“Our daughters will be safe if our sons are raised right.”—Shefali Shah
SOCIETY|February - March 2019

As the female rage across the world builds up, outing an ever growing list of predators and predatory behaviours, a netflix series, Delhi Crime, couldn’t have asked for a better cultural climate or timing. based on the horrific nirbhaya case that shook india, we turn to its protagonist shefali shah on why a series like Delhi Crime should be a required stream in the post ‘me too’ era…

Vinay agrawal

Last year, we witnessed women across the world united by the shared power of rage; unbridled, concentrated rage. They wore this once despised emotion on their sleeve and let it all out. New narratives were scripted, discourses around consent debated and discussed. For a change, predatory men were named and shamed. In this cultural milieu, shows were made and are still being made to intensify the conversation the world is witnessing at the moment. One such show is Netflix’s Delhi Crime helmed by Shefali Shah.

Born in 1972 to Sudhakar Shetty, a former RBI employee, and Shobha Shetty, a homeopathy doctor, Shefali Shah grew up in Santa Cruz, Mumbai, and fluently speaks five languages i.e., Tulu, Hindi, English, Marathi and Gujarati. This National Awardee made her debut with Rangeela, followed by critically acclaimed film, Satya.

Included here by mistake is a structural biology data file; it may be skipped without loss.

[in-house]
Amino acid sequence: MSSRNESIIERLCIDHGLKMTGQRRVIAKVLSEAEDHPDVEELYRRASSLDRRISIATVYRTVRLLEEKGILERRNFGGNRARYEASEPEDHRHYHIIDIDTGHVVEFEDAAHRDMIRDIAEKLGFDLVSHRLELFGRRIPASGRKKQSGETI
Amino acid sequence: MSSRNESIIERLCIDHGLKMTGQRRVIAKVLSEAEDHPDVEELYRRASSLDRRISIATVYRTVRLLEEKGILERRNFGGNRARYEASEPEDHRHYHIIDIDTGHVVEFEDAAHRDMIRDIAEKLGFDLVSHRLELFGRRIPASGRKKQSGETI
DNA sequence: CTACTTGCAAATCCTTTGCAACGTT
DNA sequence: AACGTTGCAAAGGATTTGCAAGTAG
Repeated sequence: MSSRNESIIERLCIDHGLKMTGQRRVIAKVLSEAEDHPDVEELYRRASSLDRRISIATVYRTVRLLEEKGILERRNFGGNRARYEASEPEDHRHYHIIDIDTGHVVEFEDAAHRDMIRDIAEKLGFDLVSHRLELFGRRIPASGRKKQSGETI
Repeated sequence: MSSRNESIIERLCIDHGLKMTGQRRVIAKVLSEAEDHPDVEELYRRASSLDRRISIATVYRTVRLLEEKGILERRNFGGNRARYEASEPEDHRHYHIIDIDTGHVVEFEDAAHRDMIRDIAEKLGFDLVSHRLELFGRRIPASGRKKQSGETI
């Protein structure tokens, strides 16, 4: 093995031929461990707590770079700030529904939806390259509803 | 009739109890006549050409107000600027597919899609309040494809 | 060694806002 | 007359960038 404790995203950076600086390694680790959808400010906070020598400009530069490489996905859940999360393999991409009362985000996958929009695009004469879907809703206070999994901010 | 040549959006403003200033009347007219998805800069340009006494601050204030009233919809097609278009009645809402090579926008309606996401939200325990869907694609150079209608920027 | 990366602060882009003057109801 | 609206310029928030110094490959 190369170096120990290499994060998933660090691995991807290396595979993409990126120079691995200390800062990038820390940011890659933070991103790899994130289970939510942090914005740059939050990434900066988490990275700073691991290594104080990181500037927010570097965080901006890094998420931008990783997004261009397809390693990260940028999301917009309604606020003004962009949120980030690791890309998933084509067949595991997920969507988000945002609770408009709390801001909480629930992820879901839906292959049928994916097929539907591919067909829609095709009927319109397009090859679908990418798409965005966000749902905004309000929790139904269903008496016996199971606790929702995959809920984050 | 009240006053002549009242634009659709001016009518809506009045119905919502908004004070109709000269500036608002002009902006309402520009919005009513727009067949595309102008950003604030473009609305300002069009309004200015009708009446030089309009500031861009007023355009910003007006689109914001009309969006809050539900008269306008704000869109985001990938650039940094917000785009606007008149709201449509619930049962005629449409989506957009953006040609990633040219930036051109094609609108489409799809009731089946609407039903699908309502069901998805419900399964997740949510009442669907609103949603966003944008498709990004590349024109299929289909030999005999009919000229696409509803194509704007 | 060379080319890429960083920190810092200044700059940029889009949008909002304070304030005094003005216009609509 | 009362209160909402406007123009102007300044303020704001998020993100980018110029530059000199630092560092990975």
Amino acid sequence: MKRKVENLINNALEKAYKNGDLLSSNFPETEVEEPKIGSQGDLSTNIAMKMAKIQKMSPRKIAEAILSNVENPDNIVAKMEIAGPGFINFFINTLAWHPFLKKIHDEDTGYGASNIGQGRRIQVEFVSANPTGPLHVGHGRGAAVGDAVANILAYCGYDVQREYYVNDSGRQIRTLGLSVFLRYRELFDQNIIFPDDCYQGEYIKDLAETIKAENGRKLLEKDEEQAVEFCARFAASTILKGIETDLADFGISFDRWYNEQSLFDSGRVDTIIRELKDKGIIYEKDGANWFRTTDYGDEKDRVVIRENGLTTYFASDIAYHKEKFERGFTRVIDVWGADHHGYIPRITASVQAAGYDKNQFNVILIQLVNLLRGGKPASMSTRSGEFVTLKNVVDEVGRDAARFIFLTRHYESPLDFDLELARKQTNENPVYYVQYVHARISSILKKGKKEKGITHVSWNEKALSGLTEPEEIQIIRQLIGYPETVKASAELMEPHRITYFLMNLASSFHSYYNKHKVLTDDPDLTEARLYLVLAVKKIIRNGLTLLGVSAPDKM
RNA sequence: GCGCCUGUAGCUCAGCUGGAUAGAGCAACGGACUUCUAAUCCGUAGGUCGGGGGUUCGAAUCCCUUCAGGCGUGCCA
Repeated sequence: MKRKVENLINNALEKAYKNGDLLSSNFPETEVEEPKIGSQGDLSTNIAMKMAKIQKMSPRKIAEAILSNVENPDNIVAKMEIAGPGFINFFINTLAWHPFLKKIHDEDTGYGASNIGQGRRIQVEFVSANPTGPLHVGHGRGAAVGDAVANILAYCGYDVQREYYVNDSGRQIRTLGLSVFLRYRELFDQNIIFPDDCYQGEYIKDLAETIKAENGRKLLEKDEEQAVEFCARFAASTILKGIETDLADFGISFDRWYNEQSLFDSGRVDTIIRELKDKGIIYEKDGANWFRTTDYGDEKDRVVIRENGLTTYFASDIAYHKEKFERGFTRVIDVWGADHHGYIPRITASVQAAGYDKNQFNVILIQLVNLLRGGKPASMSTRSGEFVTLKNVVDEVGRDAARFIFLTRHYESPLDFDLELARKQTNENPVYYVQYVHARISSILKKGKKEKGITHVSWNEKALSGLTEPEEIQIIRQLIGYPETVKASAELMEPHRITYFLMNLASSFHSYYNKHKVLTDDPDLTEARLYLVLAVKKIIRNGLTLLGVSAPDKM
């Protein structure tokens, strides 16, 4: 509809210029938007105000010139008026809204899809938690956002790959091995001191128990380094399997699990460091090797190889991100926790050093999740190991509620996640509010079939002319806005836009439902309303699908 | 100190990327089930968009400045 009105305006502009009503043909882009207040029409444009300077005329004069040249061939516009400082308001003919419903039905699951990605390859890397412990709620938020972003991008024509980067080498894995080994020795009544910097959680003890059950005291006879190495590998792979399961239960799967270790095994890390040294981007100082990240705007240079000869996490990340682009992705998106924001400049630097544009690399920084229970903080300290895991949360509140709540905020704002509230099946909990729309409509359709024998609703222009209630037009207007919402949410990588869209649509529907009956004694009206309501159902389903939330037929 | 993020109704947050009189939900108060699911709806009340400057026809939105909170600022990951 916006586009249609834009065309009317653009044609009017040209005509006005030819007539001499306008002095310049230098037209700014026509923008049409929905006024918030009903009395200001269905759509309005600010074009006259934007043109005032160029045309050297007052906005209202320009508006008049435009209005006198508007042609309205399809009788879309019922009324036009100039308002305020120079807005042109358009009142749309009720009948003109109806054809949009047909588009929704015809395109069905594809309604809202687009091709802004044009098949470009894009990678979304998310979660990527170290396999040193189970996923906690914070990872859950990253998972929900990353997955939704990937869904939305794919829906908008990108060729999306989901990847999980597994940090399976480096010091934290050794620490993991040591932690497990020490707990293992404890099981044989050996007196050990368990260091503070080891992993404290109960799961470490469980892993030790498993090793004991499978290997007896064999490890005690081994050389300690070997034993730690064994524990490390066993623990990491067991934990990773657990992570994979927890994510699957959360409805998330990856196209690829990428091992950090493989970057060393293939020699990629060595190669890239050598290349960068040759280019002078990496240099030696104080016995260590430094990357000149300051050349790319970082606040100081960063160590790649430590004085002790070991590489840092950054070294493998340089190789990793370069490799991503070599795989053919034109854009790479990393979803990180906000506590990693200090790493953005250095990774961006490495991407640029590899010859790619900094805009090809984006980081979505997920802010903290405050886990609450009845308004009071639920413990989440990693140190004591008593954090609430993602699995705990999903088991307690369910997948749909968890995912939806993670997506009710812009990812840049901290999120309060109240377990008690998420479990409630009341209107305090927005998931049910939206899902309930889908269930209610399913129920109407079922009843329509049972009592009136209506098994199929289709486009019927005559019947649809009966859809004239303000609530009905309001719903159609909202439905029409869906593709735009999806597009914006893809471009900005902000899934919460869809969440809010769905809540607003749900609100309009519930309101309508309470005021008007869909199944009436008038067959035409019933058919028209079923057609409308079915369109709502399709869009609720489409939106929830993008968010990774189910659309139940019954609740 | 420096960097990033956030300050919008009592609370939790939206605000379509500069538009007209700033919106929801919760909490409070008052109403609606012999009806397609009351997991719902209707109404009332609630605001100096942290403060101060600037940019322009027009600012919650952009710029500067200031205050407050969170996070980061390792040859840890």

In one of her short films, Juice, Shah, through her portrayal of a housewife, personified a subdued rage after navigating through casual sexism and common place misogyny. The scene where she is seen sipping a tall, chilled glass of juice at the end spelled revolt, a possible change in the order and it remains one of the powerful shots she’s given so far in her acting career. And in her Netflix latest, she takes her acting prowess to a new level as DCP Vartika Chaturvedi.

To give one a background, her character is modelled on real life Delhi cop who investigated the Nirbhaya case and hunted the rapists in 72 hours. Delhi Crime is also the first Indian series to have its world premiere at the Sundance Film Festival. In a rare interview, Shefali Shah talks about the series, the case that shook the world and the topics that need your attention…

We don’t see you much on screen now. Any reasons?

I love what I do, way too much, tocompromise. Over time, I’ve realised and accepted that the kind of work I do and want to do doesn’t come often. And, if what I get offered isn’t on the same level of work I’ve done earlier or doesn’t excite me, I won’t do it. Waiting is tough, but it’s worthwhile. So, I may have only a handful of films on my resume but what I have is very rich.

How do you prep up for a character in general and how did you prep up for Delhi Crime?

The first thing I do is to create the character in my mind. A character is a result of what she has been born with, her upbringing, how life has affected her and how she has finally become her own person. A character is an amalgamation of all that she was and she is: upbringing, choices, likes, dislikes, values, beliefs, strengths, weaknesses and her relationship with various characters. Only if I know her that well, I’d be able to know how she reacts in that moment.

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